Placement and locking of catheters 54 into the turret assembly 56 is best illustrated in FIGS. 8-13. As shown in FIG. 11, the end of each catheter is provided with a connector 148 defined, in part, by a cylindrical extension member 150, an annular locking flange 152 and a recess 154. A plurality of complementary catheter receptacle holes 156 are evenly spaced (FIG. 9) around a diameter of turret 128. Each hole includes a region of widened diameter 158 adapted to receive a catheter locking flange 152 therein.
A circular catheter locking plate 160 is mounted adjacent the outside of the turret 128 for limited rotation with respect thereto. As shown in FIG. 12, the locking plate 160 is provided with a plurality of holes 162, with narrowed annular extensions 164, the holes having spacings corresponding to those of the catheter holes 156 in the turret. Thus, the locking plate may be rotated to admit passage and positioning of one or more catheters in the turret. Following catheter insertions, the locking plate 160 is rotated until the narrower annular extensions 164 are received within catheter connector recesses 154 thereby locking all catheters against inadvertent removal.
As previously noted, it is essential to establish the existence of a catheter in the active catheter position 55 as a prerequisite to wire extension, particularly extension of the active wire. Operation of the catheter-in-place system, which drives relays R9 and R15, is best shown by reference to the turret assembly FIGS. 8 and 14 and to the schematic diagram of FIG. 15.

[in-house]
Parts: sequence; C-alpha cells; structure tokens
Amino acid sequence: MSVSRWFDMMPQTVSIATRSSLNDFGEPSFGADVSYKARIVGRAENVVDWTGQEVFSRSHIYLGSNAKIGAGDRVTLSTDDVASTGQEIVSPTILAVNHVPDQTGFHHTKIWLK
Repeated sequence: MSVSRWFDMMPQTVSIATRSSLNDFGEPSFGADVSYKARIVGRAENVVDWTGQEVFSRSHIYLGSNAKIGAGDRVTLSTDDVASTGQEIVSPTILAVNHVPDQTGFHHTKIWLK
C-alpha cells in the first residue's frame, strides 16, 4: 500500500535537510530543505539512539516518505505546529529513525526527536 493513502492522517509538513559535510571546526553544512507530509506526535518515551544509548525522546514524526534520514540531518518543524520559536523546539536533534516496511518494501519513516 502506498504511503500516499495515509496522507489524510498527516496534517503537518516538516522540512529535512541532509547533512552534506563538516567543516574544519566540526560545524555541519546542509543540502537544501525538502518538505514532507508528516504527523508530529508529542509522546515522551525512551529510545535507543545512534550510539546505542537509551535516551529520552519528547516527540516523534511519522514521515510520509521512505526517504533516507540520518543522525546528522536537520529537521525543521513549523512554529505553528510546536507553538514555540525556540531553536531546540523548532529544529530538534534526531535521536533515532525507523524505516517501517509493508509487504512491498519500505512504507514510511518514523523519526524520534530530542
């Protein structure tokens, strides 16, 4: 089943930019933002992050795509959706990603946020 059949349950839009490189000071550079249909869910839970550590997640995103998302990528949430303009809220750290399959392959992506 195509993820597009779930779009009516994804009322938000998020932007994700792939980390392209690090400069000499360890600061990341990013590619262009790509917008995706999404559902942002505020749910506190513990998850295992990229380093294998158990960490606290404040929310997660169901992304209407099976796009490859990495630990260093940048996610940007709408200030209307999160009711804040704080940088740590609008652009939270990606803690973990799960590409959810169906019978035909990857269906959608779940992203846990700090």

FIG. 14 is a rear view of the turret assembly 56 showing the stepper motor 146 mounting bracket 166 and the proper orientation of the catheter-in-place optical sensor 168, the catheter-locked optical sensor 170, and the four turret-position/aligned optical sensor 172a-d.
The active catheter position is defined by the uppermost hole 156 of the turret 128, so long as that hole is properly aligned immediately above the turret/stepper motor axis. In this position, a wire extended from the output channel 83 (FIG. 3) directly enters the active catheter 55 mounted adjacent thereto.
FIGS. 10 and 14 illustrate the orientation of a catheter 54 in the active catheter position 55. The catheter-in-place sensor 168 is mounted to the fixed inner race 130, immediately above the active catheter position. It will be seen that the cylindrical tip member 150 of the catheter connector extends inwardly from the turret such that light from the optical sensor 168 will be reflected and returned thereto.
Referring to FIG. 15, the optical sensor 168 includes a light emitting diode (LED) 174 and a phototransistor pair 176. When a catheter is properly positioned in the active catheter receptacle, light from the diode 174 is reflected by the catheter tip member 150 and thereafter detected by phototransistor pair 176. The detected signal is, in turn, buffered by an operational amplifier comparator/buffer 178 thereby energizing relays R15 and R9. A potentiometer 180 is provided to set the light detection threshold at which the relay R15 will be energized. This same comparator/buffer circuit is used to interface each of the remaining optical sensors, including sensors 170, 172a-d, 190, and 192-195 (FIG. 3).